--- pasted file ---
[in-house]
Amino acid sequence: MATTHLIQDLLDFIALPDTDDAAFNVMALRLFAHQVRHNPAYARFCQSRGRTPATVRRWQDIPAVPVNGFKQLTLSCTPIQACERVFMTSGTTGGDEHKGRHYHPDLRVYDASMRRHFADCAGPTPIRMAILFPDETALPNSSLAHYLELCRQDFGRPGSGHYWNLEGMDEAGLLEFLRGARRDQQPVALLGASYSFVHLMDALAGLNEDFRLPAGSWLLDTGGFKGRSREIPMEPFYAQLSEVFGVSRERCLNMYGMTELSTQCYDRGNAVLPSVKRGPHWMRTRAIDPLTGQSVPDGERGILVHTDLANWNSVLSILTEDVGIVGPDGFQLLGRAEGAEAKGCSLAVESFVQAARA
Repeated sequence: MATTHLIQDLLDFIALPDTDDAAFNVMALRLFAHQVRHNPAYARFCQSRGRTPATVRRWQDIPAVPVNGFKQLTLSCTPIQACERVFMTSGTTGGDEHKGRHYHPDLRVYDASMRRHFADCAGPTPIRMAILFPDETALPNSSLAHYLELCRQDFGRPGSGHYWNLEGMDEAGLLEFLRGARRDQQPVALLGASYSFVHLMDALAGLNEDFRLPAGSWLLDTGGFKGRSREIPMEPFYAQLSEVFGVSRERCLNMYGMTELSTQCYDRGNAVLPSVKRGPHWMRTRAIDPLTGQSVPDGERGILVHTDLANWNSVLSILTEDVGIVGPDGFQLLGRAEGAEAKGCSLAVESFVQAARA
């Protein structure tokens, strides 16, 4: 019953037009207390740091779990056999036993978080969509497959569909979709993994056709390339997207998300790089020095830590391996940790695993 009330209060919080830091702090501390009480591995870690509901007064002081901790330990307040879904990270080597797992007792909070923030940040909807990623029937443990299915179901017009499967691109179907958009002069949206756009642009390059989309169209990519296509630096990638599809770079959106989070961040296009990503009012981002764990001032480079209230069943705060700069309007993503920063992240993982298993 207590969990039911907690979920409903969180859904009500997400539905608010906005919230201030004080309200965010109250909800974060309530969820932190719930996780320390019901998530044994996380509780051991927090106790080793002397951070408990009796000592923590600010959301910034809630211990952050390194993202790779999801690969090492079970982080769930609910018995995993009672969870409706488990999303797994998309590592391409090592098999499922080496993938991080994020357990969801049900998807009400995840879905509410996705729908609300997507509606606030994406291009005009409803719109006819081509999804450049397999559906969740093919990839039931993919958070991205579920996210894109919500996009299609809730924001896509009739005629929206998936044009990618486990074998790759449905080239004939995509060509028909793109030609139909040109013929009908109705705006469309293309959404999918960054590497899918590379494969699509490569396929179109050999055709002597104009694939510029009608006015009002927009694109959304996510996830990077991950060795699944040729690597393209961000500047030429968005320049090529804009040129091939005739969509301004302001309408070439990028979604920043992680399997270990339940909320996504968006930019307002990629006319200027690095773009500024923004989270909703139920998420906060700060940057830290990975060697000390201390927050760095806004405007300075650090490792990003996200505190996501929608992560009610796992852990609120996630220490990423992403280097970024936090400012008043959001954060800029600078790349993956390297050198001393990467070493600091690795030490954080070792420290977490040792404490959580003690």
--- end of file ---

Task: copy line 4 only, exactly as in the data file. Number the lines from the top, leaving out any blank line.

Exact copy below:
């Protein structure tokens, strides 16, 4: 019953037009207390740091779990056999036993978080969509497959569909979709993994056709390339997207998300790089020095830590391996940790695993 009330209060919080830091702090501390009480591995870690509901007064002081901790330990307040879904990270080597797992007792909070923030940040909807990623029937443990299915179901017009499967691109179907958009002069949206756009642009390059989309169209990519296509630096990638599809770079959106989070961040296009990503009012981002764990001032480079209230069943705060700069309007993503920063992240993982298993 207590969990039911907690979920409903969180859904009500997400539905608010906005919230201030004080309200965010109250909800974060309530969820932190719930996780320390019901998530044994996380509780051991927090106790080793002397951070408990009796000592923590600010959301910034809630211990952050390194993202790779999801690969090492079970982080769930609910018995995993009672969870409706488990999303797994998309590592391409090592098999499922080496993938991080994020357990969801049900998807009400995840879905509410996705729908609300997507509606606030994406291009005009409803719109006819081509999804450049397999559906969740093919990839039931993919958070991205579920996210894109919500996009299609809730924001896509009739005629929206998936044009990618486990074998790759449905080239004939995509060509028909793109030609139909040109013929009908109705705006469309293309959404999918960054590497899918590379494969699509490569396929179109050999055709002597104009694939510029009608006015009002927009694109959304996510996830990077991950060795699944040729690597393209961000500047030429968005320049090529804009040129091939005739969509301004302001309408070439990028979604920043992680399997270990339940909320996504968006930019307002990629006319200027690095773009500024923004989270909703139920998420906060700060940057830290990975060697000390201390927050760095806004405007300075650090490792990003996200505190996501929608992560009610796992852990609120996630220490990423992403280097970024936090400012008043959001954060800029600078790349993956390297050198001393990467070493600091690795030490954080070792420290977490040792404490959580003690």